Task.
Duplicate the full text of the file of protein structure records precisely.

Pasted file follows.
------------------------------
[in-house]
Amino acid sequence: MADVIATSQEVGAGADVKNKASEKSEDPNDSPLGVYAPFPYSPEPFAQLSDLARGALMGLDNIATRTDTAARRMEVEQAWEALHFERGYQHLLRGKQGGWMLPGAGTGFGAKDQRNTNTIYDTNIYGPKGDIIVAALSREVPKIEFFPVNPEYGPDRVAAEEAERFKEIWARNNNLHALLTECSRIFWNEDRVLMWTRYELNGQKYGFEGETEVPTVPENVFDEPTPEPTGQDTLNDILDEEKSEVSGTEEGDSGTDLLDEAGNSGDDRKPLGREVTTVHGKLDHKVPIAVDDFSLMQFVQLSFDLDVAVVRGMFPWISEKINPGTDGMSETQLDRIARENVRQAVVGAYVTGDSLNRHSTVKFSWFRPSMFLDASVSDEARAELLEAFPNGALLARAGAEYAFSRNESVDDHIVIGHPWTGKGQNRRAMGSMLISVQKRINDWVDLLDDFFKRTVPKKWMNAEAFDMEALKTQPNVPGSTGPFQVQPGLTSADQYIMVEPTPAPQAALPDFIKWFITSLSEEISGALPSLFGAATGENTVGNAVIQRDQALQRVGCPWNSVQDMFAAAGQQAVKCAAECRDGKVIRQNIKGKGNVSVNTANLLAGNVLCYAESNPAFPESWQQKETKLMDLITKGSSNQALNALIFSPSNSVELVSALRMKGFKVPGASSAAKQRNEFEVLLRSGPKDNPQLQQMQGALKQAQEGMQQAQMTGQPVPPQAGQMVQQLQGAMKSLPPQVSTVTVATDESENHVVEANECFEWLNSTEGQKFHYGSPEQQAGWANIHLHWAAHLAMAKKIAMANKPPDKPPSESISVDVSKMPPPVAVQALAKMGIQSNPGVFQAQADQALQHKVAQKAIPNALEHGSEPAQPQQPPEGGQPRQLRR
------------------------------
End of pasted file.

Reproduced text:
[in-house]
Amino acid sequence: MADVIATSQEVGAGADVKNKASEKSEDPNDSPLGVYAPFPYSPEPFAQLSDLARGALMGLDNIATRTDTAARRMEVEQAWEALHFERGYQHLLRGKQGGWMLPGAGTGFGAKDQRNTNTIYDTNIYGPKGDIIVAALSREVPKIEFFPVNPEYGPDRVAAEEAERFKEIWARNNNLHALLTECSRIFWNEDRVLMWTRYELNGQKYGFEGETEVPTVPENVFDEPTPEPTGQDTLNDILDEEKSEVSGTEEGDSGTDLLDEAGNSGDDRKPLGREVTTVHGKLDHKVPIAVDDFSLMQFVQLSFDLDVAVVRGMFPWISEKINPGTDGMSETQLDRIARENVRQAVVGAYVTGDSLNRHSTVKFSWFRPSMFLDASVSDEARAELLEAFPNGALLARAGAEYAFSRNESVDDHIVIGHPWTGKGQNRRAMGSMLISVQKRINDWVDLLDDFFKRTVPKKWMNAEAFDMEALKTQPNVPGSTGPFQVQPGLTSADQYIMVEPTPAPQAALPDFIKWFITSLSEEISGALPSLFGAATGENTVGNAVIQRDQALQRVGCPWNSVQDMFAAAGQQAVKCAAECRDGKVIRQNIKGKGNVSVNTANLLAGNVLCYAESNPAFPESWQQKETKLMDLITKGSSNQALNALIFSPSNSVELVSALRMKGFKVPGASSAAKQRNEFEVLLRSGPKDNPQLQQMQGALKQAQEGMQQAQMTGQPVPPQAGQMVQQLQGAMKSLPPQVSTVTVATDESENHVVEANECFEWLNSTEGQKFHYGSPEQQAGWANIHLHWAAHLAMAKKIAMANKPPDKPPSESISVDVSKMPPPVAVQALAKMGIQSNPGVFQAQADQALQHKVAQKAIPNALEHGSEPAQPQQPPEGGQPRQLRR